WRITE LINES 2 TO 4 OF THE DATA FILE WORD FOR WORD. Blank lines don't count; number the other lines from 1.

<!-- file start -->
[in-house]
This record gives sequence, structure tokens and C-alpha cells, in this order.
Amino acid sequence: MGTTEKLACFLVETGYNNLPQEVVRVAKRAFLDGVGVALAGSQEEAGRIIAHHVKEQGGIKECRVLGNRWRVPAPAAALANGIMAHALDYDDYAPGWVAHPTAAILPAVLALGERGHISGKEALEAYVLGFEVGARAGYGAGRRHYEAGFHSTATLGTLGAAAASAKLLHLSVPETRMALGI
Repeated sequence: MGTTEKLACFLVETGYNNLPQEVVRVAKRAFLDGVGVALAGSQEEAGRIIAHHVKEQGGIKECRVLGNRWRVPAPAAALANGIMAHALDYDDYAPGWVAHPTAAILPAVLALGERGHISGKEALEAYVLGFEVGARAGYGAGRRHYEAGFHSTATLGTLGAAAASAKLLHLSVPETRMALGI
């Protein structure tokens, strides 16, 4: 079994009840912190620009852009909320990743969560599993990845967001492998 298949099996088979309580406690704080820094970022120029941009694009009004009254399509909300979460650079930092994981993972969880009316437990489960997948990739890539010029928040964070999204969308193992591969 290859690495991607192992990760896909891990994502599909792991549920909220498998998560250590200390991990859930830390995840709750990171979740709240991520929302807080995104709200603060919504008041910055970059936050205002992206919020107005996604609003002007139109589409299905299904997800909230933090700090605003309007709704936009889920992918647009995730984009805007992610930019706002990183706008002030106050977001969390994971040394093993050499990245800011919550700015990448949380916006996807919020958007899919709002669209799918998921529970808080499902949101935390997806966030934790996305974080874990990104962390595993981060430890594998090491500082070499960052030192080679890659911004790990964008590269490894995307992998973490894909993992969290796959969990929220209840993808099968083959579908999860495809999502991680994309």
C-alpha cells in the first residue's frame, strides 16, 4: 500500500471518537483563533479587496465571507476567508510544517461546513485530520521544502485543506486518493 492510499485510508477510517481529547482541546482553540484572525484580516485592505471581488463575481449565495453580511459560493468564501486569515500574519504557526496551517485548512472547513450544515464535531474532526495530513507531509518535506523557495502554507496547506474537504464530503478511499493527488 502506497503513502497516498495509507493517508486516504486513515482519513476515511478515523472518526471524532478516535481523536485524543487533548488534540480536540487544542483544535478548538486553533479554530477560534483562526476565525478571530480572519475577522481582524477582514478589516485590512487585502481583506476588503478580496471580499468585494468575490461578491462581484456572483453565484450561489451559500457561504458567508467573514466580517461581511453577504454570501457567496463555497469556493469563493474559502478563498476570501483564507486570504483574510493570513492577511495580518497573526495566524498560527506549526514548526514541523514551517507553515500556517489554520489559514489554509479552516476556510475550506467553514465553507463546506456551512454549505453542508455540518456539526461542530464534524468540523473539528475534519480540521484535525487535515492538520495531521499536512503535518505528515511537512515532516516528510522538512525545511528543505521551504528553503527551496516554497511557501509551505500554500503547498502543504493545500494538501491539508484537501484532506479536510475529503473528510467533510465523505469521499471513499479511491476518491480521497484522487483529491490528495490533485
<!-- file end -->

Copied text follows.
This record gives sequence, structure tokens and C-alpha cells, in this order.
Amino acid sequence: MGTTEKLACFLVETGYNNLPQEVVRVAKRAFLDGVGVALAGSQEEAGRIIAHHVKEQGGIKECRVLGNRWRVPAPAAALANGIMAHALDYDDYAPGWVAHPTAAILPAVLALGERGHISGKEALEAYVLGFEVGARAGYGAGRRHYEAGFHSTATLGTLGAAAASAKLLHLSVPETRMALGI
Repeated sequence: MGTTEKLACFLVETGYNNLPQEVVRVAKRAFLDGVGVALAGSQEEAGRIIAHHVKEQGGIKECRVLGNRWRVPAPAAALANGIMAHALDYDDYAPGWVAHPTAAILPAVLALGERGHISGKEALEAYVLGFEVGARAGYGAGRRHYEAGFHSTATLGTLGAAAASAKLLHLSVPETRMALGI